I have often approached the New Year with an ambition to tighten up: tighten my waistline, tighten my budget, tighten my unruly life. These New Year’s Resolutions are heavy with residue from a Puritan cultural heritage and reek of the “keeping up with the Joneses’” mentality. And not once has one ever stuck. And that is not because I’m a quitter. In fact, in most areas of my life my “stick-to-it-ness” is over the top. I’ve finished marathons on knees that were screaming for the last ten miles. I’ve stayed in jobs for years that I knew were bad for my soul. I’ve spent sleepless nights finishing projects that didn’t really matter all for the simple reason that quitting wasn’t an option I gave myself. So why, if I can muster up the resolve in all these other instances, have my New Year's Resolutions all been spectacular failures?
I’ve been wondering about this in the days leading up to January 1, 2017, and I don’t have an answer, but I do have a hunch. The word “resolution” comes from the Latin past participle stem, “resolvere,” which means, “to loosen.” In my mind resolve and resolution are about hardening, holding tight, being firm, and steeling oneself, but that is just baggage that I (and many others) have heaped onto the term. If you peel back the layers all the way to the core, you arrive at: “to loosen” or “to unbind.” And I think missing this core concept—of loosening—has something to do with my history of failed resolutions.
Most notably I’ve spent years cultivating a practice of being hard on myself. I’ve gotten the same feedback since I was in elementary school: that I need to be less self-critical and more self-compassionate. While I admired self-compassion in theory, I spent years wondering whether it wasn’t just an excuse to be lazy and complacent. A way to explain away days spent on the couch eating Hostess cupcakes and watching reality TV. But I understand now that self-compassion and self-indulgence are not even in the same family.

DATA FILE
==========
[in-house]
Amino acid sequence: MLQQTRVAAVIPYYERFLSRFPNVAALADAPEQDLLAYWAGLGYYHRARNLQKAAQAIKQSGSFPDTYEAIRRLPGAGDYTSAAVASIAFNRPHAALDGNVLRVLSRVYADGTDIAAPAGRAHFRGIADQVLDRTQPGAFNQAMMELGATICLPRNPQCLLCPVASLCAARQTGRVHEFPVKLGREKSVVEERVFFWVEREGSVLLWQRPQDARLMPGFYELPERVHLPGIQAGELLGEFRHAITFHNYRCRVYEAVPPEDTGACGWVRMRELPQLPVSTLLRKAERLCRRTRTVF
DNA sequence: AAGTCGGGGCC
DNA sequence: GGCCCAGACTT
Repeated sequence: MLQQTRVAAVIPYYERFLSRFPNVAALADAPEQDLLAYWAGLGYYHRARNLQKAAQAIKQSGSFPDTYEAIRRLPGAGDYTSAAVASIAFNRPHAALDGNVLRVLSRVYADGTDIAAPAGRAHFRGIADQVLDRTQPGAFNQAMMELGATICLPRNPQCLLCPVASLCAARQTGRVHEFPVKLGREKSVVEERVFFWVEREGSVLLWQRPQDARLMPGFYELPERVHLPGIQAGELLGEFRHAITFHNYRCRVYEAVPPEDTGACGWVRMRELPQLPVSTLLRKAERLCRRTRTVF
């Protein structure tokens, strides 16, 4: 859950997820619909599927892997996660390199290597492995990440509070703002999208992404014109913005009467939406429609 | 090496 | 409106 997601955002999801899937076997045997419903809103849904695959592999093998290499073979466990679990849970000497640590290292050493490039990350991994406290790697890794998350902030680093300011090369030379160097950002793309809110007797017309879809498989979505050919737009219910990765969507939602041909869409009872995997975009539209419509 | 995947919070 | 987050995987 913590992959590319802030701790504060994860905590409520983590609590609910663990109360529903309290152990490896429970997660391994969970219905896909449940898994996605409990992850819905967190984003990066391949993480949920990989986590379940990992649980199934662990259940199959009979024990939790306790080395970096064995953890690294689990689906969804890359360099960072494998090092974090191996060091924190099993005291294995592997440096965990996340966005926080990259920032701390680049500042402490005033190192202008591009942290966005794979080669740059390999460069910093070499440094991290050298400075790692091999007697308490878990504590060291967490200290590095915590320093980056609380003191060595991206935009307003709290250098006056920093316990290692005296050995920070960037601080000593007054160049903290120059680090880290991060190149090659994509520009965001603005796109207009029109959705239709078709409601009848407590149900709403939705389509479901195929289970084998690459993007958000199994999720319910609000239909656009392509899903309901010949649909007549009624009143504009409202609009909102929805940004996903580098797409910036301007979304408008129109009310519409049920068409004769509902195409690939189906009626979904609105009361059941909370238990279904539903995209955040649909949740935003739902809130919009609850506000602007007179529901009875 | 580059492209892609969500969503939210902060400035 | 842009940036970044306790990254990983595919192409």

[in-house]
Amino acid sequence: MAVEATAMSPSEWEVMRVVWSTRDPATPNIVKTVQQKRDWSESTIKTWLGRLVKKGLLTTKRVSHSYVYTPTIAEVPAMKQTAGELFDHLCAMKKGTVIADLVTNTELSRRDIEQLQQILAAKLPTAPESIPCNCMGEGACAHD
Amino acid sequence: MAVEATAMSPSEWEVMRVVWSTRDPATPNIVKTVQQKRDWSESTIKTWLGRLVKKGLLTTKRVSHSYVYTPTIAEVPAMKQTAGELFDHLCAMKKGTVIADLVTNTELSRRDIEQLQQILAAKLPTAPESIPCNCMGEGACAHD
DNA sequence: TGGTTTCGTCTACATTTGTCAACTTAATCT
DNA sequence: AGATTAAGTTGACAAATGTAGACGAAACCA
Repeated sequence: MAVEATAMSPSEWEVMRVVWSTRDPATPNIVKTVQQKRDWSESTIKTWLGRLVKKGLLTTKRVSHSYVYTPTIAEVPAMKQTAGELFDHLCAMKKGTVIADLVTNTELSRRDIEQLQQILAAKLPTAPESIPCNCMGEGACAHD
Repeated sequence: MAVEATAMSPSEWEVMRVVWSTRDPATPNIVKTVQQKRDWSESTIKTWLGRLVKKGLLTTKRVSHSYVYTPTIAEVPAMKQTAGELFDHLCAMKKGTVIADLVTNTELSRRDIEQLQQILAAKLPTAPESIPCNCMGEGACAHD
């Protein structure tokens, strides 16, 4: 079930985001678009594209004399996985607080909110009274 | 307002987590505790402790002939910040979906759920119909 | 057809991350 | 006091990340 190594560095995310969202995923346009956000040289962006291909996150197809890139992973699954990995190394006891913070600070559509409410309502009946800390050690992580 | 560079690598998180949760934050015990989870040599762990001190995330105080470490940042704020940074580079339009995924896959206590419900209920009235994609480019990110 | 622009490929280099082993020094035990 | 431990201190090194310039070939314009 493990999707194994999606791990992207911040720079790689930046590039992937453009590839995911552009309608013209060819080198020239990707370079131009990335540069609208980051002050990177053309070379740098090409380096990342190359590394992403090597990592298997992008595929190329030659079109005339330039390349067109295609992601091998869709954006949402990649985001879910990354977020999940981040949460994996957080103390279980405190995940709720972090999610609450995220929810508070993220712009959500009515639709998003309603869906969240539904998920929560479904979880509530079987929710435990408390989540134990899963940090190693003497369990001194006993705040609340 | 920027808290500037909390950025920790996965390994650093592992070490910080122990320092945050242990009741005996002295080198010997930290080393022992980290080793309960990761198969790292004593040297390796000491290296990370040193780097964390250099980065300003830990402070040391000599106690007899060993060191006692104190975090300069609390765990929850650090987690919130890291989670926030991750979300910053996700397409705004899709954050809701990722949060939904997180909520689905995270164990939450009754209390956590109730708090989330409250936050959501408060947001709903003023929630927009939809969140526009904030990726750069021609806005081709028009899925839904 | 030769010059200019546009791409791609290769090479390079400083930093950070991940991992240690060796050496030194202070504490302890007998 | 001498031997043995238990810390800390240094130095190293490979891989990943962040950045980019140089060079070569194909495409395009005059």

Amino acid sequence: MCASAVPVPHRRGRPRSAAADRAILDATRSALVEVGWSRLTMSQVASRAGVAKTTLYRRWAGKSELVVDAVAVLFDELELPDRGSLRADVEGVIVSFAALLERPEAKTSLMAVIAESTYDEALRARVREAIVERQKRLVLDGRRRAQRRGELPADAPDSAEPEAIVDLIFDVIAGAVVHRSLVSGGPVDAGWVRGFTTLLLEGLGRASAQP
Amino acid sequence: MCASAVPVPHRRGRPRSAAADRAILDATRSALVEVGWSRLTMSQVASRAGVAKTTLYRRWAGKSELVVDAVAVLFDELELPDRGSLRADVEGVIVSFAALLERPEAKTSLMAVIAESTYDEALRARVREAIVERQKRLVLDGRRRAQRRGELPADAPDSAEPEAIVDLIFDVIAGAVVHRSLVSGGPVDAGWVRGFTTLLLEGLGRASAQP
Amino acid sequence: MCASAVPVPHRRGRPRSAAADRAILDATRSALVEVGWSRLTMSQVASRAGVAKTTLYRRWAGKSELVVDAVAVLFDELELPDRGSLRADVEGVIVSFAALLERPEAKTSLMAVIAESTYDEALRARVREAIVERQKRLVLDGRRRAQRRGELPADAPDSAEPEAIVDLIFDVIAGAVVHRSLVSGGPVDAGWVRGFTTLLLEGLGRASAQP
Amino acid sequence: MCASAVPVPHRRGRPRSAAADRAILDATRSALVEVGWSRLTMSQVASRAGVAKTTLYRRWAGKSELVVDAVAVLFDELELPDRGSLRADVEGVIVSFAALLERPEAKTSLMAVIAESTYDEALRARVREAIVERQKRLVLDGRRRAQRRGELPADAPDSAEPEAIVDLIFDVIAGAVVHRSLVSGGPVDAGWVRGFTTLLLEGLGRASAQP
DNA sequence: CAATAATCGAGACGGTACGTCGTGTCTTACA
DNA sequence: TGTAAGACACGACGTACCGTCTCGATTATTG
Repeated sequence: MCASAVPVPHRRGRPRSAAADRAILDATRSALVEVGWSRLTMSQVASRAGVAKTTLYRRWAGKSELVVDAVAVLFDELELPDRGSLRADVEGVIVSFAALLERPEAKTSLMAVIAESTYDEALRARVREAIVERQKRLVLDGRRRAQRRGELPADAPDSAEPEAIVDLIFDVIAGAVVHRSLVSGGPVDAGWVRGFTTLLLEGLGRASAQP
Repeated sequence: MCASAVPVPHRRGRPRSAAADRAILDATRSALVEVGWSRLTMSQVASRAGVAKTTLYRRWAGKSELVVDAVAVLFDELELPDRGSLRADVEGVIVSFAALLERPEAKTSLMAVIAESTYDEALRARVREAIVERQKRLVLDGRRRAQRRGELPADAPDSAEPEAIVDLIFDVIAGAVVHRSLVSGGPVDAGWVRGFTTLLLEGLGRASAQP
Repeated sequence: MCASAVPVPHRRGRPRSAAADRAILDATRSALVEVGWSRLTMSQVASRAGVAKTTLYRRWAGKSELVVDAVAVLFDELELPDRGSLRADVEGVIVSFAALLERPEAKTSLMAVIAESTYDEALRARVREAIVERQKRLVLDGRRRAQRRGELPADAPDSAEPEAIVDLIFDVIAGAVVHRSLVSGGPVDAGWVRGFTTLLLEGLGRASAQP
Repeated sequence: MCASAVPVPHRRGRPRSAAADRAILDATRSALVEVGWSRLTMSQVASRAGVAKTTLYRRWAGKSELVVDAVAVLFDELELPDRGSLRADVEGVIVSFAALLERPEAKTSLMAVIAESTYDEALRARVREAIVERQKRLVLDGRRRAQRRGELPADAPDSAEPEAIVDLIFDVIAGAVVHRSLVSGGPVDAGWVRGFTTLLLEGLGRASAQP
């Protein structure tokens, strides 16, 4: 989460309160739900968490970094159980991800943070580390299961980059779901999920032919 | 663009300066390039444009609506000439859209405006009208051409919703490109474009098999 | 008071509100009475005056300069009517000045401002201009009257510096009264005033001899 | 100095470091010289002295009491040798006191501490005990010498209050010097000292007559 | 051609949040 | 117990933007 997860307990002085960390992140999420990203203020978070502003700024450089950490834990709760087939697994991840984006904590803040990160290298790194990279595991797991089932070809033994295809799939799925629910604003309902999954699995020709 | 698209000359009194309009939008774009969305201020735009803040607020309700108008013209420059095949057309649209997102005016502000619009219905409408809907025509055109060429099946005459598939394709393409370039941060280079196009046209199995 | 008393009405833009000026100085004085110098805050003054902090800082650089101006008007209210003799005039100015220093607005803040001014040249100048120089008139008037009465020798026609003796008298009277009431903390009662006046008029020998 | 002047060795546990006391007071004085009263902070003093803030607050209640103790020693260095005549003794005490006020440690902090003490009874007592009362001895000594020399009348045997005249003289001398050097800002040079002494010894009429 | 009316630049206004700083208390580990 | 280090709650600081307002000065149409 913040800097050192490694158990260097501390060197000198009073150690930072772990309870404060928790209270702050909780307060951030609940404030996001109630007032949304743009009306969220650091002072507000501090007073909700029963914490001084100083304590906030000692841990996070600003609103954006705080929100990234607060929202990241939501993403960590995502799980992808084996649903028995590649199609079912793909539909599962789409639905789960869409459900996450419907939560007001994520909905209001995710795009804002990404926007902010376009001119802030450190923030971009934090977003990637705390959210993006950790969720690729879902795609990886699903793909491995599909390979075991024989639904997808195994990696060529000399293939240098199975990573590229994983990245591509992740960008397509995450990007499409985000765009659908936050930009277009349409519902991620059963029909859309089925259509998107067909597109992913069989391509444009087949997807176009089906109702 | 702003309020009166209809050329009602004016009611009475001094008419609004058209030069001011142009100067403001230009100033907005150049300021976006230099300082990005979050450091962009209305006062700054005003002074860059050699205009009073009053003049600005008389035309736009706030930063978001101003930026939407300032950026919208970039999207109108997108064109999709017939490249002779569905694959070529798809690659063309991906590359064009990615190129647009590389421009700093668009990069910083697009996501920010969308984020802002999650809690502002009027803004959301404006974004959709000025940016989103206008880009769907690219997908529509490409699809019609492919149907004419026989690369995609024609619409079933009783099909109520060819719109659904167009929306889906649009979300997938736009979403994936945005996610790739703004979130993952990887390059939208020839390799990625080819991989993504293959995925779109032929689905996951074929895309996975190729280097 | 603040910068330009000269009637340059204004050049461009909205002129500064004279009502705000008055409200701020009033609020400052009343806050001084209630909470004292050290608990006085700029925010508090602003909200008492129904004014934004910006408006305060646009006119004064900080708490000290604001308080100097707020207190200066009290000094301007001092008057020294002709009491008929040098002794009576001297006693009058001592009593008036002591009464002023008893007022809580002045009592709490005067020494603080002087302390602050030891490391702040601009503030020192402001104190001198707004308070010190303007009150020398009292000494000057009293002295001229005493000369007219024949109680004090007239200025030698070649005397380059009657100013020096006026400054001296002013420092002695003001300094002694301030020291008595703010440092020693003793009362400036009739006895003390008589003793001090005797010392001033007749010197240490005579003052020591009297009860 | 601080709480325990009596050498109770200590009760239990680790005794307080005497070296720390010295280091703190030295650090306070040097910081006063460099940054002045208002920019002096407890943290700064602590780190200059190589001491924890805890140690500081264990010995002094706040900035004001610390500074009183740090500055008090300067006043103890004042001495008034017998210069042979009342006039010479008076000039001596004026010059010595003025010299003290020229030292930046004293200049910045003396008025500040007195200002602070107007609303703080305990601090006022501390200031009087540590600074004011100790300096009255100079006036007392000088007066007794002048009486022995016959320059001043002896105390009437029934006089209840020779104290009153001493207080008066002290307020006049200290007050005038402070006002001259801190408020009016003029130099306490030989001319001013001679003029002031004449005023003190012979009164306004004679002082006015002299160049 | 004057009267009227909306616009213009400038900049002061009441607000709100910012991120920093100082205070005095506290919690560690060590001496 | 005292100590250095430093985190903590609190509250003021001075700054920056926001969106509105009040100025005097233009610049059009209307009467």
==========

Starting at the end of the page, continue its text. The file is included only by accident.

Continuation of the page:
There are three terms I’ve learned over the last few years that lend heft to my understanding of self-compassion--grounding the term lest it float away on the winds of pop psychology.
The first is Wabi Sabi, a Japanese term described by Buddhist author Taro Gold as “the wisdom and beauty of imperfection.” This aesthetic and philosophy is hard to define in English, in part because it is so inimical to our notion of beauty, but it is easy to understand when you see a Wabi Sabi piece of pottery—simple, natural, and perfectly imperfect.
The next term, Metta, translated as lovingkindness, comes from the Buddhist tradition. Again, the concept defies translation, but the marriage of the words 'loving' and 'kindness' into one run-on word is intentional. The traditional practice of a Metta begins with a mediation where you extend lovingkindness to yourself, and then gradually widen the circle to include those you love, then those you feel neutral towards, and then those you dislike or even hate. While it might seem that the last step—of loving those you hate—is the most impossible, I think the first step of extending love to self is frequently harder but nonetheless crucial to the success of the successive steps.
And the final term comes from the German tradition—Schadenfreude—a pleasure that is derived from seeing another’s misfortune. If this seems incongruous with Wabi Sabi and Metta, it’s because it is. To a large degree. But not entirely. The Germans, so frequently cast as stern and unrelenting, have (I think) the most fine tuned sense of humor. I love a culture that can call a spade a spade, and moreover can laugh about it.
So there are the terms: Wabi Sabi, Metta, and Schadenfreude. And here’s what I’ve gleaned: find beauty in the imperfections of your life, love yourself and others, and maintain a sense of humor about your broken, dark parts. I think these facets of self-compassion are the true building blocks of a resolution—or a loosening. They are not however the materials we are trained to reach for as we dream up all that we will accomplish in this next trip around the sun.
I know how to pick up the whip and crack it on my own back. What I’m less skillful at is setting the whip down. But the whip is broken. It’s never gotten me where I want to go, so I’ve been learning how to retire that tool over the last few years. Last year a friend introduced me to a new tool: The Desire Map. This tool conceived by Danielle La Porte is a way to reframe the resolution making process by focusing on your “core desired feelings.” Your core desired feelings capture the essence of how you want to feel across all areas of your life, and they serve as a kind of internal compass once you are aware of the points of your personal compass rose.
I think I’ve landed on my core desired feelings, not just for this year, but perhaps for all the years that are left in my life. They are feelings I've been thinking, and occasionally writing, about for the last few years, and probably longer. My core desired feelings are: joyful connection, expansive, content, alive, and abundant. I know this sounds a bit like a description of an Edible Arrangement. Schmaltzy and trite. But it isn’t. This, I’m convinced, is the yellow brick road to sucking the marrow out of life. Here's hoping for a soft start to 2017 and a heartfelt path in the years ahead moving towards the things that really matter.